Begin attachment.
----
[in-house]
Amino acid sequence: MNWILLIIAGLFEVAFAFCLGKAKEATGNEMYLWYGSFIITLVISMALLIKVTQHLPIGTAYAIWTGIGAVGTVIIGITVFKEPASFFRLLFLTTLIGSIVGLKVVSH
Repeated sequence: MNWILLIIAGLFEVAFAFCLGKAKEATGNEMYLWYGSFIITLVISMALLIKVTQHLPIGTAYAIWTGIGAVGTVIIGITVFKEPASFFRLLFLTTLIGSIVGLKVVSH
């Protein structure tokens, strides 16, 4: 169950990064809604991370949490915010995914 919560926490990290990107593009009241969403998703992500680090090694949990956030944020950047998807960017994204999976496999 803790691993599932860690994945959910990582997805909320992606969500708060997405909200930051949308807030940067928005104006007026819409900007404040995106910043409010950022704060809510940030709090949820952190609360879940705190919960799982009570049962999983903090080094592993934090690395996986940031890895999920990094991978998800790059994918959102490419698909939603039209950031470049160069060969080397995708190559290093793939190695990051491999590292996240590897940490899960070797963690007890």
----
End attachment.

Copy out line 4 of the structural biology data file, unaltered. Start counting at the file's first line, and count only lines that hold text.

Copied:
């Protein structure tokens, strides 16, 4: 169950990064809604991370949490915010995914 919560926490990290990107593009009241969403998703992500680090090694949990956030944020950047998807960017994204999976496999 803790691993599932860690994945959910990582997805909320992606969500708060997405909200930051949308807030940067928005104006007026819409900007404040995106910043409010950022704060809510940030709090949820952190609360879940705190919960799982009570049962999983903090080094592993934090690395996986940031890895999920990094991978998800790059994918959102490419698909939603039209950031470049160069060969080397995708190559290093793939190695990051491999590292996240590897940490899960070797963690007890």